I'll explain my conclusions here so it may help someone else, somedays...
You were right, 0x11 is part of the XON/XOFF control bytes.
This is set by default through the termios structures (c_iflag) and is transparent to
the stack since the io takes care of everything.
It's possible to turn it off by using tcsetattr() (on a client point of view).
Since I didn't want to touch the code of the Axis stack, I had to do
it "reverse" from the
device point of view, using:
tty->termios->c_iflag = tty->termios->c_iflag & ~IXON & ~IXOFF
It works now perfect, my "virtual device" is talking to your stack and they understand each others !
Peter Kjellerstedt wrote:
> -----Original Message-----
> From: Gordon McNutt [mailto:firstname.lastname@example.org]
> Sent: 07 May 2001 17:06
> To: email@example.com
> Cc: firstname.lastname@example.org
> Subject: Re: [bluetooth-dev] Problem writing a TTY under the stack.
> Laurent Eschenauer wrote:
> > Hello everyone,
> > I have a really strange problem while working with the stack, I hope
> > that you may help...
> > I'm trying to develop a driver that I have to put UNDER the stack.
> > This is the first step on the
> > long journey to build a virtual bleutooth driver that may
> be used with
> > any tty based stack out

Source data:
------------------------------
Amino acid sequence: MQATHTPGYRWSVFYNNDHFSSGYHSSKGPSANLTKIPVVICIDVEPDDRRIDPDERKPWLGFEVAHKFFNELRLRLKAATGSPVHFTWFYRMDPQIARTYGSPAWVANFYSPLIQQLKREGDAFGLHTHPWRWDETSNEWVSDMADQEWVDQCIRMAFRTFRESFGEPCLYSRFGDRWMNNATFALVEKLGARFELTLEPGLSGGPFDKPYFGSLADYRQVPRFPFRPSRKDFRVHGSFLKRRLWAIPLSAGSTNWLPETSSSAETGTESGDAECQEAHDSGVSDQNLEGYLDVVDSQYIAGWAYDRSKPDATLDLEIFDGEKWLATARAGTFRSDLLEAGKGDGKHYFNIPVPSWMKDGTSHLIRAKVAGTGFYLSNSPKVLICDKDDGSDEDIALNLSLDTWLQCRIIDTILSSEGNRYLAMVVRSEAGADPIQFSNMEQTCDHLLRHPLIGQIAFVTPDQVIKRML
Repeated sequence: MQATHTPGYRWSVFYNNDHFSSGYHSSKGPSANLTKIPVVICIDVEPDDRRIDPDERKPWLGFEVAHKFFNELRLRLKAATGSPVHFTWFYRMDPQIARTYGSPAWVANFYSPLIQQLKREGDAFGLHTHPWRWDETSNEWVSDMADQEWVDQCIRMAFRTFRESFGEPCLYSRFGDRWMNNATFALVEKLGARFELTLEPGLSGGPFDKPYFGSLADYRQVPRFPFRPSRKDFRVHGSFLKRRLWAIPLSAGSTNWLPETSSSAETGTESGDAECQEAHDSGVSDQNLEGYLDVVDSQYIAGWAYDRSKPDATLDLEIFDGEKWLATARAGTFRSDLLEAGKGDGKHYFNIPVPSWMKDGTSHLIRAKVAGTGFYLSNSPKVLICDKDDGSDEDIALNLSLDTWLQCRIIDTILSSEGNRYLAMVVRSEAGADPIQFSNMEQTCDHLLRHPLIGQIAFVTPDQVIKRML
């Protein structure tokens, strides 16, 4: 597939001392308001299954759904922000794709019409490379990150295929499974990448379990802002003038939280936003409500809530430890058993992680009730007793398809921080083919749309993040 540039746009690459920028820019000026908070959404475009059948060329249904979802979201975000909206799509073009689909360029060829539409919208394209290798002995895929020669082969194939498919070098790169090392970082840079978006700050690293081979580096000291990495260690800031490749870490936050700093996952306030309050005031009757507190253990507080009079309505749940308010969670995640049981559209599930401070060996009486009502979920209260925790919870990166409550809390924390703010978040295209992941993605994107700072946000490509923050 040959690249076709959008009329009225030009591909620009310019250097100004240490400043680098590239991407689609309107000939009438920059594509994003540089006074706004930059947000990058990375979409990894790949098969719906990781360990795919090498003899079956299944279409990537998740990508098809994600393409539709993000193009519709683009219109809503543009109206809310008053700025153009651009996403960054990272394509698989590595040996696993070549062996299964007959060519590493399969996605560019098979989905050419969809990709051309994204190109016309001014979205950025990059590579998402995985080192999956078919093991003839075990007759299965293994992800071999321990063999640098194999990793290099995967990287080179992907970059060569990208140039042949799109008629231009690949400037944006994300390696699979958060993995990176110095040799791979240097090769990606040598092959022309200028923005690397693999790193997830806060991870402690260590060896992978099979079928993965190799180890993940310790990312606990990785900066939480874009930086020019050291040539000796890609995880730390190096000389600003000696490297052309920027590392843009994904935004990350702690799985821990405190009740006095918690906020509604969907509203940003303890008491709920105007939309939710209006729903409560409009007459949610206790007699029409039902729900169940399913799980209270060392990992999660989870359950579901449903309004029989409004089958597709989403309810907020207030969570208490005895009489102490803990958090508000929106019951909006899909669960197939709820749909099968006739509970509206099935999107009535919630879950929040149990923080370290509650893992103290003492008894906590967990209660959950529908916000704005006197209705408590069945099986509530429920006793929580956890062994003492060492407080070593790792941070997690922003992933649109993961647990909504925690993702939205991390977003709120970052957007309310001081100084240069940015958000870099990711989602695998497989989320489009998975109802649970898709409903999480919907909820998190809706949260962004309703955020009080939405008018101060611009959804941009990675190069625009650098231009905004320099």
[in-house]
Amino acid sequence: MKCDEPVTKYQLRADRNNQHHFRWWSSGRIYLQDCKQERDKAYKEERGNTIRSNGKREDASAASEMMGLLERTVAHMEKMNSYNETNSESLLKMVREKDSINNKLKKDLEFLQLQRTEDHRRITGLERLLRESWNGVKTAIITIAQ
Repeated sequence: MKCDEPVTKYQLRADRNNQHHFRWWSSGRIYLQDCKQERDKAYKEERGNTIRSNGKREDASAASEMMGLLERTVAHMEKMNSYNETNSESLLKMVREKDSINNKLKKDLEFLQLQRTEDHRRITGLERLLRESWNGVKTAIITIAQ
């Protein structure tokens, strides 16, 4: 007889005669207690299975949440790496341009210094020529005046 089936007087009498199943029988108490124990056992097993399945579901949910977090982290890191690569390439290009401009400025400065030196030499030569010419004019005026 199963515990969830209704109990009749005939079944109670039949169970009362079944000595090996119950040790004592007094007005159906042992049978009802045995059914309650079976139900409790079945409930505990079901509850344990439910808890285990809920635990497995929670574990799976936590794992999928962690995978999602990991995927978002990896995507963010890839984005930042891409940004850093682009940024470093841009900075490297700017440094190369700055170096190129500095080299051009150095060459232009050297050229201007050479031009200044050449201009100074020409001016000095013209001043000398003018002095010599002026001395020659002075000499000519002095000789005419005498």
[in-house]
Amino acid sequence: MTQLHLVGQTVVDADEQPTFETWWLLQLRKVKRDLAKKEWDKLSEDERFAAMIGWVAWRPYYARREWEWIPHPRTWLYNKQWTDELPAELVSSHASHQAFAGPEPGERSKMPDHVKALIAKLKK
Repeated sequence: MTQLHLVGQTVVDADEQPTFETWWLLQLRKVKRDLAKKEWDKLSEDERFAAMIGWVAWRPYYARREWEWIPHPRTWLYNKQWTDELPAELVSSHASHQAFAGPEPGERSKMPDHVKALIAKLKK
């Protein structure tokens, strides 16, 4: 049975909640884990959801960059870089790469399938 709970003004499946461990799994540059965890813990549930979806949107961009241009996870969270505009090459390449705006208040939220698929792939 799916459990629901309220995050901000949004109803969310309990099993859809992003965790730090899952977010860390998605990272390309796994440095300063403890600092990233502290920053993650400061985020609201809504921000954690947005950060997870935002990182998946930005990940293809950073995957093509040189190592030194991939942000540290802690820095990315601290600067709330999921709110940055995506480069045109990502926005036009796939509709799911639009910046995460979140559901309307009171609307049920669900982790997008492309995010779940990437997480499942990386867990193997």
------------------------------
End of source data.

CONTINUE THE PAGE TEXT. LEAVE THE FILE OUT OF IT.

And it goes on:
> > there...
> > That means that I'm writing a tty like driver which acts like
> > /dev/ttySx and I connect the Axis stack to this driver.
> > It works almost fine in USER_MODE but I didn't implement yet to
> > support the kernel mode, it is quite tricky
> > to support the IOCTL to register the bt stack discipline.
> If you have
> > any suggestion on how to do that, I would
> > thank you a lot but it's not my problem for tonight !
> > Here is the problem. When my driver has to send a message
> to the stack
> > I use something like this:
> > tty->ldisc.receive_buf(tty, (u8 *) data, NULL, len)
> > If you don't understand this line, you probably can't help me. I'm
> > calling the receive
> > function of the line discipline above me to send the buffer.
> The line discipline is N_BT, right? Where does your driver
> get the data
> from before passing it up to the ldisc? Does your driver see the 0x11
> byte before passing the buffer up?
0x11 is ^Q, so a guess would be that it is ^S/^Q flow control
somewhere that is stealing the byte. There should be problems
with 0x13 (^S) then too.
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